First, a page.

After the defeat of Hitler’s Third Reich, war crime tribunals were set up in Nuremberg, Germany. The purpose, of course, was to judge those who had participated in the grossest of atrocities, the planned extermination of the Jewish race. John Warwick Montgomery explains the problem the tribunal faced:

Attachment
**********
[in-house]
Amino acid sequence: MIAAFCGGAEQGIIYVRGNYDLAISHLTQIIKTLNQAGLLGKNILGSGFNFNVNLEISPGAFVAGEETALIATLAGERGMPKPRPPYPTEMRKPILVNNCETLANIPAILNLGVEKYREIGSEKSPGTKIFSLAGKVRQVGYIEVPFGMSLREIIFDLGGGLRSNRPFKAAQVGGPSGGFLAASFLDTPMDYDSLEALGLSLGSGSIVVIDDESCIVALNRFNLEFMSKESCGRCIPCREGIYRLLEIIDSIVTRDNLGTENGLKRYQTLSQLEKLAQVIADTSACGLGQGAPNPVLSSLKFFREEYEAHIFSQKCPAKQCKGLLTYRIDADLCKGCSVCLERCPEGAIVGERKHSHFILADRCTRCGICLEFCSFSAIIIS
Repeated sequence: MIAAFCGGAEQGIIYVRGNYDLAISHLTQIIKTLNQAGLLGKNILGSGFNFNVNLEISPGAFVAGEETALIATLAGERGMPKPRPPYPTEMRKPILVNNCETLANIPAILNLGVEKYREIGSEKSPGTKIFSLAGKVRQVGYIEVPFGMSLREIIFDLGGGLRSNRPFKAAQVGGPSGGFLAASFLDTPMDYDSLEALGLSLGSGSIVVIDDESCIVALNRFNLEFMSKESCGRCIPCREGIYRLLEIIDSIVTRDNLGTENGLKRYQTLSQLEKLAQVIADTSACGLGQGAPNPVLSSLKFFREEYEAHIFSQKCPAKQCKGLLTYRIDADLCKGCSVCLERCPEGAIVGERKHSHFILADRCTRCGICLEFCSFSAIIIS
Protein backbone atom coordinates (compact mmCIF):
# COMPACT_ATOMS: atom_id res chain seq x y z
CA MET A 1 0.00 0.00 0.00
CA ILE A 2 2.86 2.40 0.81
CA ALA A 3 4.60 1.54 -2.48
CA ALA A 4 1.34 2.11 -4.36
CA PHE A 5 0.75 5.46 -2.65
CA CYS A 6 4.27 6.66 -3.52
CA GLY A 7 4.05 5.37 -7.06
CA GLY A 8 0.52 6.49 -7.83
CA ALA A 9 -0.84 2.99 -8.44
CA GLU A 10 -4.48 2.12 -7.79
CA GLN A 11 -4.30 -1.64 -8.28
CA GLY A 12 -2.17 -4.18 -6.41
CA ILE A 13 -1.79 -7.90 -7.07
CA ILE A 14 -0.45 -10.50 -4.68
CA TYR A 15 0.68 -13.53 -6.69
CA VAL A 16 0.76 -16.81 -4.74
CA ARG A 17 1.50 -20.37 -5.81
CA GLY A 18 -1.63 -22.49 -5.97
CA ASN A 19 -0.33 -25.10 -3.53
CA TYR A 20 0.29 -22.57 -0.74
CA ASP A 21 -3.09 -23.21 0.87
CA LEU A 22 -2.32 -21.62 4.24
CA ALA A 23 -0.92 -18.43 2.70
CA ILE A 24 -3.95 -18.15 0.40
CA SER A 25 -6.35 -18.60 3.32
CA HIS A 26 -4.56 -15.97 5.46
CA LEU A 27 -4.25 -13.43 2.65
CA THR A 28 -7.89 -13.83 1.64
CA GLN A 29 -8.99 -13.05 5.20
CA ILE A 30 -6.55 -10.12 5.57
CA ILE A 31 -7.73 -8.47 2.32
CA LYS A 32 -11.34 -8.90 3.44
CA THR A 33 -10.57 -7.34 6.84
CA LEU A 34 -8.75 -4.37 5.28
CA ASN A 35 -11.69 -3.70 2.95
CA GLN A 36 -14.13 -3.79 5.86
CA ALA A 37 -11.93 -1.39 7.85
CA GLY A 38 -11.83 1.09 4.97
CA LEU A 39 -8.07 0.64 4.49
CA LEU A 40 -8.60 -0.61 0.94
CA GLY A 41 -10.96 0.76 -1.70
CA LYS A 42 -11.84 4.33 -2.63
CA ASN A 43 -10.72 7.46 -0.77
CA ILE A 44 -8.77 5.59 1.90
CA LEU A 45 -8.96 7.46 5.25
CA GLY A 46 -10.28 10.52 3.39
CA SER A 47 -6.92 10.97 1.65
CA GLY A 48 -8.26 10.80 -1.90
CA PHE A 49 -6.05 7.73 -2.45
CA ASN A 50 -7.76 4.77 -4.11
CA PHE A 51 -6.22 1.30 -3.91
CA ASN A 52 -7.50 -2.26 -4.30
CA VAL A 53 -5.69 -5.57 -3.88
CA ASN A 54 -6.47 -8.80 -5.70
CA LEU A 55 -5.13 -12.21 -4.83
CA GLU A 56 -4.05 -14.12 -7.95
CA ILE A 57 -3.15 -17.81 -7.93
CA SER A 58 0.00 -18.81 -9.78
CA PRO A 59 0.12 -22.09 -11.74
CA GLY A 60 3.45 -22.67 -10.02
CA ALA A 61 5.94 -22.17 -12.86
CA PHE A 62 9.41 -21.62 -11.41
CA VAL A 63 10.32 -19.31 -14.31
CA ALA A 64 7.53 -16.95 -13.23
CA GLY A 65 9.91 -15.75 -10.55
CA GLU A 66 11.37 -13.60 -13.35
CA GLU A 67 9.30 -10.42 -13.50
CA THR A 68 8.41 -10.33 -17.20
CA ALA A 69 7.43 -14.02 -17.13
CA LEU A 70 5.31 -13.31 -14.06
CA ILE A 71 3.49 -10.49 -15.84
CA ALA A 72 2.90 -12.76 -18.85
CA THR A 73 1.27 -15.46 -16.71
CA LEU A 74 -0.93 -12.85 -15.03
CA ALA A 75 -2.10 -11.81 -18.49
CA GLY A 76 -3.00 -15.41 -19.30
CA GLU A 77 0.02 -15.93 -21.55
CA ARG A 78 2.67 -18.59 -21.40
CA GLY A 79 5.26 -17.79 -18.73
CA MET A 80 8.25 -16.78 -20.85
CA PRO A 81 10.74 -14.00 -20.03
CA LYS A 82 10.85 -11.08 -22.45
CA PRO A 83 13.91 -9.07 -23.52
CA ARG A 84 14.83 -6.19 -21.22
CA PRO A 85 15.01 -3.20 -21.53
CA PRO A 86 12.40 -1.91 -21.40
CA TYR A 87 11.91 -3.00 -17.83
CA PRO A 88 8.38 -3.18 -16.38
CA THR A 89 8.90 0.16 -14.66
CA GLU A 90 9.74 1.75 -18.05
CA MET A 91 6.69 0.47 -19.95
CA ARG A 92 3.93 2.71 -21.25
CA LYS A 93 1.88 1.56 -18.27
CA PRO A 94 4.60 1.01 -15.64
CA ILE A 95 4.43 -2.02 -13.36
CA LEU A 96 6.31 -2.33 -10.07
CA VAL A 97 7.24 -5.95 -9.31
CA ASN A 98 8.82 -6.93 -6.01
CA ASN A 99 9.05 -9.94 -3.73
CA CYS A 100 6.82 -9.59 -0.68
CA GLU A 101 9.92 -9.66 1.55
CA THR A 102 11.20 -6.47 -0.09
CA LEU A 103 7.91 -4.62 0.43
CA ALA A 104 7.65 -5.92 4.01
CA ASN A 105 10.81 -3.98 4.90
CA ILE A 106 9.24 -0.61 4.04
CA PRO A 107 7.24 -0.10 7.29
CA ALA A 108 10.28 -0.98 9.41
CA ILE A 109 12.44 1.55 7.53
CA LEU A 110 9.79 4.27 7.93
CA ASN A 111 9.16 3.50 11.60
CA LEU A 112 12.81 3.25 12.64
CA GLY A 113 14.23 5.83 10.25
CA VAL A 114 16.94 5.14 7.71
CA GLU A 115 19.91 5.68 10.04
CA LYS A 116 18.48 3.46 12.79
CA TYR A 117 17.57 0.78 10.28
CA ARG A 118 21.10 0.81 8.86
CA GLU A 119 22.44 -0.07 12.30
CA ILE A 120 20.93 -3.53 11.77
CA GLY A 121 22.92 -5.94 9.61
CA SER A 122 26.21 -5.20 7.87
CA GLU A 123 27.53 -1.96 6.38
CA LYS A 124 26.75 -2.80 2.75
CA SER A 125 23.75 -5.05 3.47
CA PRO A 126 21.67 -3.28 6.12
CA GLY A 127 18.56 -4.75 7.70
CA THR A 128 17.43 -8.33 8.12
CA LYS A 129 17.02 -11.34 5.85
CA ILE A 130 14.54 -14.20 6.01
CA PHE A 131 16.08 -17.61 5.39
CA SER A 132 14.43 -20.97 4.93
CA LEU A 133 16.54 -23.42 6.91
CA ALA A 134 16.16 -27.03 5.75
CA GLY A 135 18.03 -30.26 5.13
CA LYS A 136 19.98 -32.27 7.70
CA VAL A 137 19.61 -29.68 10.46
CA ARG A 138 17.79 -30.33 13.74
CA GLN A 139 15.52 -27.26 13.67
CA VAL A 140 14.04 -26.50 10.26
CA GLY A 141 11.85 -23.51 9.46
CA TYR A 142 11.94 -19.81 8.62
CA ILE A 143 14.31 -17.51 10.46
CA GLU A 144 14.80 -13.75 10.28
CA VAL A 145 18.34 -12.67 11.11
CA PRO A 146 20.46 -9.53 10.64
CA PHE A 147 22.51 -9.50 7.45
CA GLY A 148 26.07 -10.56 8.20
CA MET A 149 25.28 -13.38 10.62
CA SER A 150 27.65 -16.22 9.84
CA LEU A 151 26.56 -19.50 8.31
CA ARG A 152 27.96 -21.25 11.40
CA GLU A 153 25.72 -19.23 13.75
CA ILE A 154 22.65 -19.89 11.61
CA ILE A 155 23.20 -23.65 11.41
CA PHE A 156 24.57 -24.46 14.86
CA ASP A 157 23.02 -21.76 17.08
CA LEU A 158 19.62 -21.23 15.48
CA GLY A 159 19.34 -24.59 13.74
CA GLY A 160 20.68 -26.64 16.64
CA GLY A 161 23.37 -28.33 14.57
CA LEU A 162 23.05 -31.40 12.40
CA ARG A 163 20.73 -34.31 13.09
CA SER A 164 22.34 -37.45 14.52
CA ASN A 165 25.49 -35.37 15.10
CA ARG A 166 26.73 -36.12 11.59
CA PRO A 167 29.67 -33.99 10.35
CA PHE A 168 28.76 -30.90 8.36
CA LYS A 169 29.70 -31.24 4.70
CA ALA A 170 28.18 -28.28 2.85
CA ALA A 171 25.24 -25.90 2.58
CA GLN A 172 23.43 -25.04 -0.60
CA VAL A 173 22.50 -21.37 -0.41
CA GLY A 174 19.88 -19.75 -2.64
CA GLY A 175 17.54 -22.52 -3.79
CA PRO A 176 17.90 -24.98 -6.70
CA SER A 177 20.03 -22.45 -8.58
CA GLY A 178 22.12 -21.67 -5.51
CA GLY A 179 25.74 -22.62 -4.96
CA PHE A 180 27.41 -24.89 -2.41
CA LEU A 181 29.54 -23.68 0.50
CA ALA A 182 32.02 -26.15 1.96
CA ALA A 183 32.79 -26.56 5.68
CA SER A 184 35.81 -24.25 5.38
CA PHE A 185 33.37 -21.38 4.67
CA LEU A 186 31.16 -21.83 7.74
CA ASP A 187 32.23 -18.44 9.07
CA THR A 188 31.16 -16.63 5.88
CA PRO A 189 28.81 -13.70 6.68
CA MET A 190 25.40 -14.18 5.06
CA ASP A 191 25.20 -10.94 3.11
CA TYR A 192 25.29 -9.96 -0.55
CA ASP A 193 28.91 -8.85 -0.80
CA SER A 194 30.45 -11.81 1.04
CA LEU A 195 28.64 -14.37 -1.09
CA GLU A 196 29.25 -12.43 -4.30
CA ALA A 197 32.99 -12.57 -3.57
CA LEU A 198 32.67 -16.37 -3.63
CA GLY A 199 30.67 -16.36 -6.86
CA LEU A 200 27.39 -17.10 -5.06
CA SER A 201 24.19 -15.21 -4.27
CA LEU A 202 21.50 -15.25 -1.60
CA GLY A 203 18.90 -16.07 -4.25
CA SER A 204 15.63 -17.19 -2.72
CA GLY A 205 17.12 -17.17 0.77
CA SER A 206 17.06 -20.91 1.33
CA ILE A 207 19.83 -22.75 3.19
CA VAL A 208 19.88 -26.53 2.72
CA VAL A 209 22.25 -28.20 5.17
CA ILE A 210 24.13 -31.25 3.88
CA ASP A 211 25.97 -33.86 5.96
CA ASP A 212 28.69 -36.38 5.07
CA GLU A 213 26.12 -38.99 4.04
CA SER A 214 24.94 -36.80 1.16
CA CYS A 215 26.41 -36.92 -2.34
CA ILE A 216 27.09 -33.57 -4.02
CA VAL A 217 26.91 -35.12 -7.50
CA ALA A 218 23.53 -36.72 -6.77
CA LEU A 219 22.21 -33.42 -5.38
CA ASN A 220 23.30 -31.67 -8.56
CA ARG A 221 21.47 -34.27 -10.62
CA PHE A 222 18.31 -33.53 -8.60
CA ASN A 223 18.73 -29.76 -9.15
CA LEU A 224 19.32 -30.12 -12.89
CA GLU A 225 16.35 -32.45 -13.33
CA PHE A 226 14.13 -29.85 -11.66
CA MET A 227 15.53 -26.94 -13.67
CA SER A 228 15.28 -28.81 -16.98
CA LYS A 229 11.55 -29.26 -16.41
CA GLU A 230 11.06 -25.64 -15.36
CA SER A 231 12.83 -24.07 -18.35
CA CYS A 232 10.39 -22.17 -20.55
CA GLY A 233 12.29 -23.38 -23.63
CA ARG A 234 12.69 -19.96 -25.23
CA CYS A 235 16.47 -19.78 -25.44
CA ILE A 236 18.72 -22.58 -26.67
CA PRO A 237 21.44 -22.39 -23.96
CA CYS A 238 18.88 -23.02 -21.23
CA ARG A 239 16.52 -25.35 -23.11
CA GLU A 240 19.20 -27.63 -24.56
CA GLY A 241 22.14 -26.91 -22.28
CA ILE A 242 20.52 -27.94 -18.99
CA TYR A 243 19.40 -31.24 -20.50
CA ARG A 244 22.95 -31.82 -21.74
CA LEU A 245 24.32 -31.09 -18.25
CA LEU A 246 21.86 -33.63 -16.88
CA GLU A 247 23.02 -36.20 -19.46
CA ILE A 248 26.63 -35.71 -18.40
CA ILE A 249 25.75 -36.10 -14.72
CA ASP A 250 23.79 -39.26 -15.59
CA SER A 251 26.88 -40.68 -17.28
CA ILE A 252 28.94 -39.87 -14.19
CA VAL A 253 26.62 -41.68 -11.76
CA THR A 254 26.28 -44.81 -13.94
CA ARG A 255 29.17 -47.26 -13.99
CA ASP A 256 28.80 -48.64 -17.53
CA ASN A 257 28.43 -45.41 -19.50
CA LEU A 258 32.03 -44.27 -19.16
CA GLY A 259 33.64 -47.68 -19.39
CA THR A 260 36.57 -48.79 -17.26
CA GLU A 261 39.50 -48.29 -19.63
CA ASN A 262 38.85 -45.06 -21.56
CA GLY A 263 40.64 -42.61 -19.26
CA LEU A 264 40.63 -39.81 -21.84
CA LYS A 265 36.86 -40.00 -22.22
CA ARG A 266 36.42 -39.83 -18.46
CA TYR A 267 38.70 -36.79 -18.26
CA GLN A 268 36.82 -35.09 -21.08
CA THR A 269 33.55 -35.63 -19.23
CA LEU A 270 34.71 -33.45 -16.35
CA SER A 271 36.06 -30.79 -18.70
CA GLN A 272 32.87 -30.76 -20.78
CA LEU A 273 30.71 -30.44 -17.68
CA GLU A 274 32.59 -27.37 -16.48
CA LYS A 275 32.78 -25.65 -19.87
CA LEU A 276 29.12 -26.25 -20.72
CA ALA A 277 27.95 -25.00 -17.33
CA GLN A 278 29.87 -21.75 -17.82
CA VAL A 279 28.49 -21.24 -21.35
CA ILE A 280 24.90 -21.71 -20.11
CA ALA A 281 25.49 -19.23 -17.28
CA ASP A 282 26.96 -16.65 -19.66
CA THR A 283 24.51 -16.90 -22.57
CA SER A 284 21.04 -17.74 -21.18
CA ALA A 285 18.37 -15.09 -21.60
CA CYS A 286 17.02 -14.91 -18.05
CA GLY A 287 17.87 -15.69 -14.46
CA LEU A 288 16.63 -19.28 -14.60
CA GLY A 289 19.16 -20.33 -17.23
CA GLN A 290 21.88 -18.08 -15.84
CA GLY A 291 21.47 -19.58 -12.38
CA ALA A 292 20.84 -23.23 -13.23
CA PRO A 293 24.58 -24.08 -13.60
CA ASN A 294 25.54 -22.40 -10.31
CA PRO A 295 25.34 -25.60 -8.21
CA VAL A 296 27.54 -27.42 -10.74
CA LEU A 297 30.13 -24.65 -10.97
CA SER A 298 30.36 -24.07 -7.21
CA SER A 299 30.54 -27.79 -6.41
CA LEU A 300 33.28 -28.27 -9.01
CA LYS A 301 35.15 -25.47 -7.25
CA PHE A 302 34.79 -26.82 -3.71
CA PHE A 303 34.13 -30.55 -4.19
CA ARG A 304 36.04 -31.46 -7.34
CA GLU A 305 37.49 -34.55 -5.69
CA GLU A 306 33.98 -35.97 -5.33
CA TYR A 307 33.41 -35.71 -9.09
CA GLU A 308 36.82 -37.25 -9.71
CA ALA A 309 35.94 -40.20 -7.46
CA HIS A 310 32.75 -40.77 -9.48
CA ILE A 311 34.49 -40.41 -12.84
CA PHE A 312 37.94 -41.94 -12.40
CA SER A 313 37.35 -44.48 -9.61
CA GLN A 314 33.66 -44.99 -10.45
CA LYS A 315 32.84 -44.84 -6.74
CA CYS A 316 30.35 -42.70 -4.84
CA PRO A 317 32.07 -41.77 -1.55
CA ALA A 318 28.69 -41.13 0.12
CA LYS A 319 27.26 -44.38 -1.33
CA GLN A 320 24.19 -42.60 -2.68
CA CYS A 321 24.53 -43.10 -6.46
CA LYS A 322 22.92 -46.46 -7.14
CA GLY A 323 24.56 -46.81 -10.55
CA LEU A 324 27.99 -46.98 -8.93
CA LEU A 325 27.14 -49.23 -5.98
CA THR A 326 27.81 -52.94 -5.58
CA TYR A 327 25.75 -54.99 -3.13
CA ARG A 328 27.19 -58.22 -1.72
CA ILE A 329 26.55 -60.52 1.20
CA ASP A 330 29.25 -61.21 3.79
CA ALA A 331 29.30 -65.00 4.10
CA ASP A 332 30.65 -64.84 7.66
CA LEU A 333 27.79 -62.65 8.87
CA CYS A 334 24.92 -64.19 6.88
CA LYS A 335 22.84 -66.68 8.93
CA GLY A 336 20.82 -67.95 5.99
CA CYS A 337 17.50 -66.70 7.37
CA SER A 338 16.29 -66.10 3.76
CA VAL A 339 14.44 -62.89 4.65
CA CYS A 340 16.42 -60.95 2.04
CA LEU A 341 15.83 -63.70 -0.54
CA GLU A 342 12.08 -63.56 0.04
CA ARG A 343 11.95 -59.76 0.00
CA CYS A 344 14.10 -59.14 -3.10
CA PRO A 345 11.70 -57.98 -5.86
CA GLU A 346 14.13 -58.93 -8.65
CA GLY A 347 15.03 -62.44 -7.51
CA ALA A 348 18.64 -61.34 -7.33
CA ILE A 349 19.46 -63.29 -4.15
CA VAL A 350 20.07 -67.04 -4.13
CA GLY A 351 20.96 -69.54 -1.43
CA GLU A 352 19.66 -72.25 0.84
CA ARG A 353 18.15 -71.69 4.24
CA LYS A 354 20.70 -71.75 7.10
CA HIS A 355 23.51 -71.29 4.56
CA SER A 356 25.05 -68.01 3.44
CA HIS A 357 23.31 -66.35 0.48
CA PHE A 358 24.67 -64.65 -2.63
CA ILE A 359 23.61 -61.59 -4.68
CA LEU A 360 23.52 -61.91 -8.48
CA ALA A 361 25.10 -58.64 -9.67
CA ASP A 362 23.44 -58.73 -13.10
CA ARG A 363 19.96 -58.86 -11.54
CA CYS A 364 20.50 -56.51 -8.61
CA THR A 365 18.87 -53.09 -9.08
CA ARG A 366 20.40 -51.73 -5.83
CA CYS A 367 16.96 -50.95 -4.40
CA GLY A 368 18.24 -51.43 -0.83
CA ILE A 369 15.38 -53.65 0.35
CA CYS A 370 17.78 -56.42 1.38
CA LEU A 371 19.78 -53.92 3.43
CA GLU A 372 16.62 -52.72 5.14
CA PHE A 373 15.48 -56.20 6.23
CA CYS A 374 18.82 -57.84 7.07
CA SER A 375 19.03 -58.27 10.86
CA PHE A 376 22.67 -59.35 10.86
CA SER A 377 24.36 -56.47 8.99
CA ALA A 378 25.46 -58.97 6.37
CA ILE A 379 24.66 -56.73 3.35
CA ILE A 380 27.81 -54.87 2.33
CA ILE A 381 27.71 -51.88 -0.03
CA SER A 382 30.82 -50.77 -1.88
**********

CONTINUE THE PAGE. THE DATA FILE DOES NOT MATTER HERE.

When the Charter of the Tribunal, which had been drawn up by the victors, was used by the prosecution, the defendants very logically complained that they were being tried by ex post facto laws; and some authorities in the field of international law have severely criticized the allied judges on the same ground. The most telling defense offered by the accused was that they had simply followed orders or made decisions within the framework of their own legal system, in complete consistency with it, and that they therefore could not rightly be condemned because they deviated from the alien value system of their conquerors. Faced with this argument, Robert H. Jackson, Chief Counsel for the United States at the Trials, was compelled to appeal to permanent values, to moral standards transcending the life-styles of particular societies–in a word, to a “law beyond the law” of individual nations, whether victor or vanquished.

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